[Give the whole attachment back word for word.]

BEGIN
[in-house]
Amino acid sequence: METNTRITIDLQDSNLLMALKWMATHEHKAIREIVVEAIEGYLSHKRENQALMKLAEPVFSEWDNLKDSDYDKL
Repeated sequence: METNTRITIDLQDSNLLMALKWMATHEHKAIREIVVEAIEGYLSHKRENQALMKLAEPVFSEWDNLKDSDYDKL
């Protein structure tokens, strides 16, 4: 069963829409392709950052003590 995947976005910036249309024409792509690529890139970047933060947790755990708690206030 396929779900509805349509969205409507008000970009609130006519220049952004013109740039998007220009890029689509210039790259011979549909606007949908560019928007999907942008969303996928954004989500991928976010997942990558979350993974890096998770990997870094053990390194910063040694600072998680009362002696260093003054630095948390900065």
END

[in-house]
Amino acid sequence: METNTRITIDLQDSNLLMALKWMATHEHKAIREIVVEAIEGYLSHKRENQALMKLAEPVFSEWDNLKDSDYDKL
Repeated sequence: METNTRITIDLQDSNLLMALKWMATHEHKAIREIVVEAIEGYLSHKRENQALMKLAEPVFSEWDNLKDSDYDKL
């Protein structure tokens, strides 16, 4: 069963829409392709950052003590 995947976005910036249309024409792509690529890139970047933060947790755990708690206030 396929779900509805349509969205409507008000970009609130006519220049952004013109740039998007220009890029689509210039790259011979549909606007949908560019928007999907942008969303996928954004989500991928976010997942990558979350993974890096998770990997870094053990390194910063040694600072998680009362002696260093003054630095948390900065």